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Marine power

New tidal turbine arrives at marine energy test bed

What's yellow, 30 meters long, weighs 80 tons and is soon to be plying the waters off the Orkney Islands? The Scotrenewables SR 250 tidal turbine, of course!

 - The SR 250 is lowered into the water at its new home in Orkney.
The SR 250 is lowered into the water at its new home in Orkney.

Scotrenewables Tidal Power Ltd. delivered its SR 250 floating tidal turbine to the Fall of Warness test site at the European Marine Energy Centre (EMEC) in Orkney, Scotland this week. The 80 ton floating marine power plant is 30 meters long and sports twin counter-rotating rotors, each with a diameter of 8 m. The turbine has a nameplate capacity of 250 kW. The SR 250, which was manufactured at the Harland and Woolff Shipyard in Belfast, is unique in that it floats on the surface of the water, unlike other tidal power devices mounted on static pilings or weighted foundations. The turbine will be anchored to the seabed with a four-riser catenary-spread mooring system equipped with a quick-release turret. Three kilometers of undersea cable hold the power generation system in place. In extreme weather conditions, the two subsurface rotors can be retracted to protect them against excessive stresses.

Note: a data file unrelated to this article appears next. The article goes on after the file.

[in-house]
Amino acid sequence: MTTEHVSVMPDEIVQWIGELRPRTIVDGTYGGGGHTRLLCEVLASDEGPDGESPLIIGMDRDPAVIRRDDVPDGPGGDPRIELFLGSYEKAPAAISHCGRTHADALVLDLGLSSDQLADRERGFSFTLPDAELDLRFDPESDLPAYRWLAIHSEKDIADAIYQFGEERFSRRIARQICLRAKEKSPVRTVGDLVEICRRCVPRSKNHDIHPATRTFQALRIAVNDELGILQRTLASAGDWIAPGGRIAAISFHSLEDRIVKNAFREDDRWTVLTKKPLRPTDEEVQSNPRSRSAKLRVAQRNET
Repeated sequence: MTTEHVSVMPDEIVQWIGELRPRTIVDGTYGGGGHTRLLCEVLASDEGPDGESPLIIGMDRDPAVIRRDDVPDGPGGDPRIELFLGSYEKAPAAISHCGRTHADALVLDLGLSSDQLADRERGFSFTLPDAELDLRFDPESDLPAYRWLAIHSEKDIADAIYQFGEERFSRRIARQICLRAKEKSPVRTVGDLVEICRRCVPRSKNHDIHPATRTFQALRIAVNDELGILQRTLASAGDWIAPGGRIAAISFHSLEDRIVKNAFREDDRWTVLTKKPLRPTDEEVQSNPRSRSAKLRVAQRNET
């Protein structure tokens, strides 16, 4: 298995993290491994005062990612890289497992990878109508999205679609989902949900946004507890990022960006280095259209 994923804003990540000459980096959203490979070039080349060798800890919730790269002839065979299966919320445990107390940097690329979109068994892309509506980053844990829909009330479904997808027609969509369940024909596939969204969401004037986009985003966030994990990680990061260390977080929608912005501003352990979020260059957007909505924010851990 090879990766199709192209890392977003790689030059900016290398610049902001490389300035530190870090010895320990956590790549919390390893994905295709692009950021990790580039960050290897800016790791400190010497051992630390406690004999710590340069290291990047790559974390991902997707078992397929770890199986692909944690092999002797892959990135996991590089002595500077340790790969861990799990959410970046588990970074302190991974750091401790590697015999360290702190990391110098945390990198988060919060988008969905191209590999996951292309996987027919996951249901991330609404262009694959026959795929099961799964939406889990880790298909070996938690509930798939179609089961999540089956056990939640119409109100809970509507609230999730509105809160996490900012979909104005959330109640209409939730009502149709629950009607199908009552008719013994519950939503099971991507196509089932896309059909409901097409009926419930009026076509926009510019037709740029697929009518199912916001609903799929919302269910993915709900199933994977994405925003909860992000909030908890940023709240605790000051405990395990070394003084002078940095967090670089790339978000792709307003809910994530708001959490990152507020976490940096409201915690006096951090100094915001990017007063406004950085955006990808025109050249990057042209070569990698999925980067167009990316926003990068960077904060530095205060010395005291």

Scotrenewables has a five-year lease at the EMEC testing facility, and the SR 250 will initially be tested for performance over a two-year period. The data will be also used to refine operational procedures. The turbine will not spend the whole two years at sea, however. Chief technical officer Mark Hamilton said that the SR 250 would be brought into port frequently for inspection and maintenance, "A major advantage of our floating technology is that can be easily towed to and from site for inspection and maintenance at harbour side," Hamilton said.

Company spokesperson Freya Thompson said that the SR 250 was set to begin exporting power to the grid as soon as next month. Ultimately, Scotrenewables aims to produce the machine in a full-scale 2 MW version. The EMEC test bed deployment is a key step toward scaling up the device, according to managing director Barry Johnston. "We still have a lot to learn and having the ability to test the SR 250 in open-sea conditions will provide the team with the crucial experience needed before progressing on to the full-scale prototype, 2MW commercial device," Johnston said.


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